Just who has 'met' the PM in this manoeuvre? Among the people constantly in touch with Vajpayee are the diwan of the Ajmer dargah—an influential cleric in his own right—some Shia and Sunni clerics from Lucknow and most importantly Qari Mohammad Mian Mehndi of Bareilly, a man appointed by Vajpayee as chairman of the National Minorities Financial Development Corporation, a Rs 500-crore aid-granting institution whose assets are likely to be doubled, thanks to Vajpayee's efforts. Qari Mian, as he is known, was reportedly close to former premier P.V. Narasimha Rao in the aftermath of the Babri Masjid demolition and was also reportedly involved in some firefighting for the Congress.

Sources point to some old-time 'negotiators' on the Ayodhya discord as well. At least two people—the highly-respected Delhi-based cleric Maulana Wahiduddin Khan and Bharti Muslim Majlis president Javed Habeeb—too have been sounded out.The Maulana is an old hand in the Ayodhya dispute while Habeeb was an active member of the National Integration Council (nic), now defunct but an over-active body of politicians and experts before the demolition.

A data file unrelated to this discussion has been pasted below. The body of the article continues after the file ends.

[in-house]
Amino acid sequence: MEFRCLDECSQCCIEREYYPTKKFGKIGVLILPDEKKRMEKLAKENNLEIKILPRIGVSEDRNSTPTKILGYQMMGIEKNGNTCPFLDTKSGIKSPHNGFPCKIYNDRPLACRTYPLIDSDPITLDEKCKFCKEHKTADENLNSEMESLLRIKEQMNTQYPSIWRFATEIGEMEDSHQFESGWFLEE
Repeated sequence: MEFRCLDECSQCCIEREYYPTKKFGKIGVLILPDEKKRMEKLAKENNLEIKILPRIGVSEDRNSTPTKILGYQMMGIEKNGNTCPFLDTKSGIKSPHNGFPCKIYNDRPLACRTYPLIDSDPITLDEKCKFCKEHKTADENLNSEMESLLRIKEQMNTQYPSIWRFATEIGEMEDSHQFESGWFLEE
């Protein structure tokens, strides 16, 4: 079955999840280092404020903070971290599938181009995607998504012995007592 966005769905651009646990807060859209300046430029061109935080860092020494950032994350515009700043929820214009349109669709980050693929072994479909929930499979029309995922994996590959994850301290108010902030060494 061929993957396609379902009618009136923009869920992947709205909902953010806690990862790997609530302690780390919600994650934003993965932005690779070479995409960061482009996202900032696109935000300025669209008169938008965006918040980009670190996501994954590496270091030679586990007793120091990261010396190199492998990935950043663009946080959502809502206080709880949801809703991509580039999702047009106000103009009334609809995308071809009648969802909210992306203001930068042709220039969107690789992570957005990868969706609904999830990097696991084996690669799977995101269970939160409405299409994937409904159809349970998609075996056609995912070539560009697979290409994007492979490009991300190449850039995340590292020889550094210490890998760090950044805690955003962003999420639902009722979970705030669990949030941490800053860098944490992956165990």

Vajpayee's statement came on the same day that Shia and Sunni delegations met him in Lucknow to thank him for the initiatives on Pakistan. According to one official present, some members—particularly of the Sunni delegation—urged the PM to undertake a similar exercise on Ayodhya. Given Vajpayee's Sangh background, there has never been greater interaction with Muslim groups such as the one that's come to exist in the last two years or so. "He has been in regular touch with the Ulema, Haj delegations visit him, leaders of madrassas meet him regularly on education and minorities issues, in addition to the fact that his own political constituency, Lucknow, is the greatest symbol of Indo-Islamic culture anywhere in the subcontinent," says the source.